North Coast 500 is a tourism marketing success story

21 July 2017

North Coast 500 is a tourism marketing success story

“Scotland’s answer to Route 66 has caught the imagination of summer holidaymakers,” says Glasgow Caledonian University’s Professor John Lennon.

From Inverness-shire to Easter Ross, Caithness to Sutherland, more than 500 miles of the best of the North Highlands is enjoying a surge in tourists venturing the rugged coastline.

“A looped route is attractive to visitors, who prefer discovering in circuitous routes rather than retracing their steps,” says Professor Lennon.

“The end of land masses and peninsulas and the furthest points north or south provide an enduring fascination, think of Cape Cod in the US culminating in Provincetown or the Florida Keys ending with the glorious Key West; in the UK, it’s the appeal of Land’s End and John o’Groats.”

Professor Lennon, Director of the Moffat Centre for Travel and Tourism Business Development, the UK’s largest university based tourism consultancy and research centre, was commissioned to provide feasibility analysis for the route just over two years ago.

As a result, the North Highland Initiative embarked on a campaign to highlight some of Scotland’s most scenic spots and improve tourism in the region to benefit the local economy. The campaign to promote the North Coast 500 touring route showcased the breath-taking scenery, fairy-tale castles and beaches and has been championed by visitors, with more than half of those recently surveyed* intending to return.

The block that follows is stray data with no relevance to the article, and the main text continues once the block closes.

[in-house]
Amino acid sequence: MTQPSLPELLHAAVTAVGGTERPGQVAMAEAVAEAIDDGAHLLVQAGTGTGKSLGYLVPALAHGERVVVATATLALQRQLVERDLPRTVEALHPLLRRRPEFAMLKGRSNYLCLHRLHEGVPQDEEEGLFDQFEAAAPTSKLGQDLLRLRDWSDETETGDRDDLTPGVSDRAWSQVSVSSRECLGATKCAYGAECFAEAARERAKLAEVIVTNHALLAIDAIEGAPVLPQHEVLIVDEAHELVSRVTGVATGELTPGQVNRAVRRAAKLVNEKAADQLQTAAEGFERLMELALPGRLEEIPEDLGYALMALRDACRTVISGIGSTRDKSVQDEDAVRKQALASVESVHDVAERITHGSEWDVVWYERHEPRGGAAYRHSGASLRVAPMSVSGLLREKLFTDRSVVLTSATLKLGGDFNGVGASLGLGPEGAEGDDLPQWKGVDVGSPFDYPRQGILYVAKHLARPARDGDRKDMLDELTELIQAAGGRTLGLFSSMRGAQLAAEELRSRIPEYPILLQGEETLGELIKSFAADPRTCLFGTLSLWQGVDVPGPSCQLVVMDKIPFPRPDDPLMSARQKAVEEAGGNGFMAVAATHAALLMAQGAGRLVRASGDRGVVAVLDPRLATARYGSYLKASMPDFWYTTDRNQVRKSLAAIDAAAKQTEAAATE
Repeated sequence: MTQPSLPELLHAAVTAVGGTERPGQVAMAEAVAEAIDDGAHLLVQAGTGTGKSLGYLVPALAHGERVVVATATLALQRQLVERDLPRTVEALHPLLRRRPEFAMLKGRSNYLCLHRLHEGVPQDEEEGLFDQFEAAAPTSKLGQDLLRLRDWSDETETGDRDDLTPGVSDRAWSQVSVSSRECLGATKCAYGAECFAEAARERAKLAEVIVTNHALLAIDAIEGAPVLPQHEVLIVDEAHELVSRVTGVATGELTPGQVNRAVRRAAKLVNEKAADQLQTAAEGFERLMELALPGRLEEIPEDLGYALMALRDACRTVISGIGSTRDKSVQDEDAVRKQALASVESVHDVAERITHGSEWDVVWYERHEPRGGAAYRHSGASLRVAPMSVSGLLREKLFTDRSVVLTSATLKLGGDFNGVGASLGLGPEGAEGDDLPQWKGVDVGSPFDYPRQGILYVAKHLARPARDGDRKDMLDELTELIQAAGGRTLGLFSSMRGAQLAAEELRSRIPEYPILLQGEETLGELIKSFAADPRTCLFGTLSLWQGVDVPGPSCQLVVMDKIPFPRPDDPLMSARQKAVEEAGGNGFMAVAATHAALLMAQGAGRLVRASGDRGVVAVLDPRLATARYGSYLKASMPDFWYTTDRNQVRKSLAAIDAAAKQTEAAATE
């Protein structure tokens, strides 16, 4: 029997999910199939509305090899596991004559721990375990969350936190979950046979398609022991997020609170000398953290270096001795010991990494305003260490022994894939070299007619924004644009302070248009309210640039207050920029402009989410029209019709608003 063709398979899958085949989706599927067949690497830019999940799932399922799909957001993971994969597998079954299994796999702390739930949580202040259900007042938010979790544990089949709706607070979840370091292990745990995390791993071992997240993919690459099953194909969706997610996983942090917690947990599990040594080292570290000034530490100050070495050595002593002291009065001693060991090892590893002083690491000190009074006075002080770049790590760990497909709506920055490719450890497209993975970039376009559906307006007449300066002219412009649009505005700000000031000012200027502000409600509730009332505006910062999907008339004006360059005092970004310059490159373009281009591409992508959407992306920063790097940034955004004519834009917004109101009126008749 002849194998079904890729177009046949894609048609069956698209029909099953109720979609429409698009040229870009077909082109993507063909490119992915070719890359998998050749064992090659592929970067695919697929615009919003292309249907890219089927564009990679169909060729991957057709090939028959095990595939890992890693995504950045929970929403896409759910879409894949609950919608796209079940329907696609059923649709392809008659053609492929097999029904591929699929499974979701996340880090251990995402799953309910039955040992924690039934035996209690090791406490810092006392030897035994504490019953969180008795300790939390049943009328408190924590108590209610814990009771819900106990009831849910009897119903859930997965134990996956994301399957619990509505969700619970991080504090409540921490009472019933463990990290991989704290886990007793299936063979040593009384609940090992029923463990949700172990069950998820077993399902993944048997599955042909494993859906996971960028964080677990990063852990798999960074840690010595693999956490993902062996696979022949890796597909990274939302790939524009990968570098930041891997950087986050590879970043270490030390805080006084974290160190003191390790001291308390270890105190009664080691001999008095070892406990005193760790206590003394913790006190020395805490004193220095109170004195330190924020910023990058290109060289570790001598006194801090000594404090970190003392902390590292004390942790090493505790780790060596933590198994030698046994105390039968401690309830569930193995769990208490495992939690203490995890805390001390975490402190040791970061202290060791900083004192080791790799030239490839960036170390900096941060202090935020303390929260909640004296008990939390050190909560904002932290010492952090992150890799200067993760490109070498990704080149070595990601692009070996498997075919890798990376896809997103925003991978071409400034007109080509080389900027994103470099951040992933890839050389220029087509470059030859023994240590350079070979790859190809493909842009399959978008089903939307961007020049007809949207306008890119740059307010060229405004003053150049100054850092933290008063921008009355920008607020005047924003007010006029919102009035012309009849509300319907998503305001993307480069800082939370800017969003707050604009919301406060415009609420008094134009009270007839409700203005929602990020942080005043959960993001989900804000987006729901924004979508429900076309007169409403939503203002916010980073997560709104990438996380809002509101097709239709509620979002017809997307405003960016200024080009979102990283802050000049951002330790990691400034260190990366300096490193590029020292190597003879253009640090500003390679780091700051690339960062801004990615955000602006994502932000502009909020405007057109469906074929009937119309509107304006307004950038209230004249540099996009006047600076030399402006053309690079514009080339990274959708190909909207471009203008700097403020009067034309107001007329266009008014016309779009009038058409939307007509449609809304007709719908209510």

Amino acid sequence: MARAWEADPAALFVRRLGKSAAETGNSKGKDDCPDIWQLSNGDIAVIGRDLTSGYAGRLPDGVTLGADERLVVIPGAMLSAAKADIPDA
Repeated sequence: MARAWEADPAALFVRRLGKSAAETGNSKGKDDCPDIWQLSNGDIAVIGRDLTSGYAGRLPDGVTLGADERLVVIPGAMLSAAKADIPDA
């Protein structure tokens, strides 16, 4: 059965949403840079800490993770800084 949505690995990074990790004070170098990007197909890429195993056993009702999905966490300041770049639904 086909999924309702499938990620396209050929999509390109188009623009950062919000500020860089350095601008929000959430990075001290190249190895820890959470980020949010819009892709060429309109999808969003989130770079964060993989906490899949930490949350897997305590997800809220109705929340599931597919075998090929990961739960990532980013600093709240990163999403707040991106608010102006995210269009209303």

The new route has been named fifth in a list of ‘six of the best’ coast road trips on the planet by Now Travel magazine and featured in travel magazines,  publications and media channels all over the world.

Businesses in the area report that they have had an increase of up to 35%* in trade, which they could attribute directly to visitation catalysed by the development of the route, according to a recent survey.

“The North Coast 500 is fast becoming the most successful tourism development initiative in the north of Scotland with visitors staying between 5 to 7 nights on average, which is a real success story for tourism to this part of Scotland, impacting on accommodation, food and beverage, and retail.”

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